The CCEE Plenary Assembly opened this afternoon with the reading of the message that was sent from Pope Francis to the Presidents of the European Bishops’ Conferences.
“The experience of this pandemic – wrote the Holy Father – has left a deep mark in all of us, because it dramatically affected one of the structural requirements of our existence – relations among people and in society – thus upsetting customs and relationships, and changing the conditions of our social and economic life”.
“The very life of the Church – continued Pope Francis – has been significantly impacted; we were forced to refashion our religious practice, and many pastoral activities have not adjusted to this new situation yet”. And he added: “Christian communities are called to engage in a spiritual interpretation of what we have experienced, so they can learn what life can teach and discern perspectives for the future”.
35 presidents from the European Bishops’ Conferences connected via videoconference to participate in the work and to reflect on “The Church in Europe after the Pandemic. Perspectives for Creation and the Community”. At the centre of the work therefore, is the pandemic and the changes and repercussions it is causing, but also a it is reflection on its religious, pastoral and ecological consequences, starting from the analysis that each President will make of the situation within his own Bishop’s Conference.
In his greeting to the participants, Cardinal Marc Ouellet, Prefect of the Congregation for Bishops, encouraged them: “As masters of the faith leading millions of believers in Europe, we are aware of the challenge to bear witness to the Hope that dwells within us and urges us to seek the appropriate way, following the example of Pope Francis, to console, encourage, motivate and support all efforts to “move forward together without leaving anyone behind”.
On the subject of “Eucharistic fasting has made us lose the habit of Sunday Mass”, the prefect of the bishops also strongly urged “a new evangelization is urgently needed to make Christians discover that the Eucharist is not only a spiritual nourishment for our journey, but our joyful witness to the encounter with the Risen One, who gives us the Spirit of life and courage in difficult times”.
Introducing the work, Cardinal Angelo Bagnasco, CCEE President, explained that the growing emergency suggested to “focus our efforts on the phenomenon that has hit the whole world, in order to be able to understand it better, to identify ways of ecclesial collaboration that might be of help and encouragement to the whole of society, and to offer a sign of communion and hope for the entire continent”.
And he added: “our praying thoughts go out to the many victims of the epidemic, to those who have experienced their final passing without the presence of their loved ones. We express our appreciation to the countless people – doctors, nurses, law enforcement authorities, providers of basic services, volunteers, priests, and men and women religious – who have made us feel through prayer, speech, looks, and gestures that a truly human society does not abandon anyone, and that caring for people calls for appropriate therapies, but cannot do without love and human and religious warmth. Our thoughts extend even further: we would like our communities, our peoples, our States, and Europe, to feel that we are neighbours, pastors, and friends. But, let us say this: at this moment, our heart would like to reach out to the whole world, and to approach humankind – like the Samaritan woman of the Gospel – marked by the invisible scourge, thirsting for the living water that is Jesus. For all of us we will keep on praying and bring every possible sign of Christ’s grace. Together with every righteous person of good will, we hope that the social and religious life, as well as the labour market and the economy, and nations, will get back to being truer, wiser, and more powerful”.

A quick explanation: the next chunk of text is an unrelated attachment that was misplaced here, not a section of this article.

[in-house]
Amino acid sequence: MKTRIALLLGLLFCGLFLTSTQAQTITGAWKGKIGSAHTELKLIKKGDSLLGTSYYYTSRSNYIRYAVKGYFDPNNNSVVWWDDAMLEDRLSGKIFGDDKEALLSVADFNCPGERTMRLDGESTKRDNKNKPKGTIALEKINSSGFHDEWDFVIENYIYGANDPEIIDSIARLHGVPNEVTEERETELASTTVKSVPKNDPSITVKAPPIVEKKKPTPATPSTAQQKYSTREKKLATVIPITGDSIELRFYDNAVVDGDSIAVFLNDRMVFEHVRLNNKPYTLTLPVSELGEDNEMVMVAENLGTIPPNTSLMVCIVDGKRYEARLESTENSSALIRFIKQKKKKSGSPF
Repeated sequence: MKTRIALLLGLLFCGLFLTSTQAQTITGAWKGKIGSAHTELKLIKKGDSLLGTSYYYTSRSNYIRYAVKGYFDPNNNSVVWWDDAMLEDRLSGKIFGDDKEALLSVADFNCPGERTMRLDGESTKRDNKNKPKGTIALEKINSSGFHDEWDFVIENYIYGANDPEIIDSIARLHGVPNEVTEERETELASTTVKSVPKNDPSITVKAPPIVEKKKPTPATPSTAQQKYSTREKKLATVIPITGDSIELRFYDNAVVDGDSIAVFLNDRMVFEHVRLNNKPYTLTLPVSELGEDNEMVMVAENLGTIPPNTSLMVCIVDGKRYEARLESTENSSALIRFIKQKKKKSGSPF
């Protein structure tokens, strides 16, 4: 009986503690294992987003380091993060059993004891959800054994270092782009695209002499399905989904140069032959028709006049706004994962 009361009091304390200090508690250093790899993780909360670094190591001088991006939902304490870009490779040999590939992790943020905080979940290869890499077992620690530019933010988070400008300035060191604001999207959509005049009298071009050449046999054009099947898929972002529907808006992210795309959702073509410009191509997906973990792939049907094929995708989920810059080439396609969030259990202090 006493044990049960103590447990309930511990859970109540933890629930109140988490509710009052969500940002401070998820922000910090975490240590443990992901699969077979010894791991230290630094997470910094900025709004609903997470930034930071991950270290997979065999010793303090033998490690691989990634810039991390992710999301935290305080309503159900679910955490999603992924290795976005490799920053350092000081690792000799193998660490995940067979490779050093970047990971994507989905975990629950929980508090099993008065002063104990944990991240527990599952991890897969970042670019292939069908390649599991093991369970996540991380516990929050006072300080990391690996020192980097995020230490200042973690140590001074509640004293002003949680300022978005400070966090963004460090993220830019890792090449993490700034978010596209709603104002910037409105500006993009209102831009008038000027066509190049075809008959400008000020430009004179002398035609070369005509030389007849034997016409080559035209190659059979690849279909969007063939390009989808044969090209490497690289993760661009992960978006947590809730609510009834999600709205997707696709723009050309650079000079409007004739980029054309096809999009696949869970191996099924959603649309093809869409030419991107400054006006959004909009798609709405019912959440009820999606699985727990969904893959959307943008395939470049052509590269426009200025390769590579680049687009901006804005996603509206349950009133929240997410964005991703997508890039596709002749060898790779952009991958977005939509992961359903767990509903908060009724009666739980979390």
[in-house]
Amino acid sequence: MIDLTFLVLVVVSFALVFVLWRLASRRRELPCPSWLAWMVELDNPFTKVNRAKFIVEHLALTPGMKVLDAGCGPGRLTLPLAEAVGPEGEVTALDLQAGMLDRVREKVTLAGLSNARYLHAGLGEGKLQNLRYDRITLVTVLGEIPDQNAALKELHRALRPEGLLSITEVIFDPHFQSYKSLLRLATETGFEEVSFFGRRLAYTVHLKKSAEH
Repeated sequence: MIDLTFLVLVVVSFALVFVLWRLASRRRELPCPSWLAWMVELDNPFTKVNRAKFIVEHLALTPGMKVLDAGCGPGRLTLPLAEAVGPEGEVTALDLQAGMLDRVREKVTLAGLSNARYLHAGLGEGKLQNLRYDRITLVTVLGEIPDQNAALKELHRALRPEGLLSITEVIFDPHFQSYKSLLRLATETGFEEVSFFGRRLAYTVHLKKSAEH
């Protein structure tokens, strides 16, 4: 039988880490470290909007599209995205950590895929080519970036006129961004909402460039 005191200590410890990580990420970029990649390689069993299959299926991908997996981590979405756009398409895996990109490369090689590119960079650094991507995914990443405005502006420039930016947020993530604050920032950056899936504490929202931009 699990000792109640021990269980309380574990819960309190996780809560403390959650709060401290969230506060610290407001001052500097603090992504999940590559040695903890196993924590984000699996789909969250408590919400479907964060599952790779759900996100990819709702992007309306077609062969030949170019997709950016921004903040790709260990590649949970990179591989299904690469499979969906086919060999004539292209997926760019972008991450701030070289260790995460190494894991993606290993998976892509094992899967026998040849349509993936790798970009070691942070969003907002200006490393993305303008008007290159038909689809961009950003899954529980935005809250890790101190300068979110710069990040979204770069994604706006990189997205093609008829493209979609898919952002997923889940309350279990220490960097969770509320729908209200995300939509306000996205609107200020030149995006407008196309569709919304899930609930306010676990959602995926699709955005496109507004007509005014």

“we begin to work – continued the President of the European Bishops – to discern how Christ, “light of all people”, can shine ever more brightly on the face of the Church, being aware that the Gospel has generated civilization, culture, and beauty for two thousand years now. That in the Incarnate Word the face of God-Love and, consequently, the face of human dignity is fully manifested. We believe – as Pope Francis says – in a Europe that is a family in solidarity, subsidiarity, and respect for different peoples, knowing that the Gospel keeps on being an inexhaustible contribution to build an earthly Civitas that is not withdrawn and imploding, but open beyond itself, with its feet on earth and its gaze in Heaven”.
A European dream, the one indicated by Cardinal Bagnasco, which sees Europe not “not primarily an organisation, but – we could say – a living “entelechy”, i.e. a working spirit, a purpose not superimposed but intrinsic to its own reality. The Gospel marks not only its coming to light, but its very conception; it is the principle that specifies and unifies, that enhances and summarises every genuine contribution. This origin carries with it the seal of universality, which can never be predominance but service to the people”, praying with the words of St. Augustine “that every human being will find that God, from whom to turn is to fall, to whom to turn is to rise, in whom to abide is to stand, unto whom to return is to revive, to whom to dwell is to live.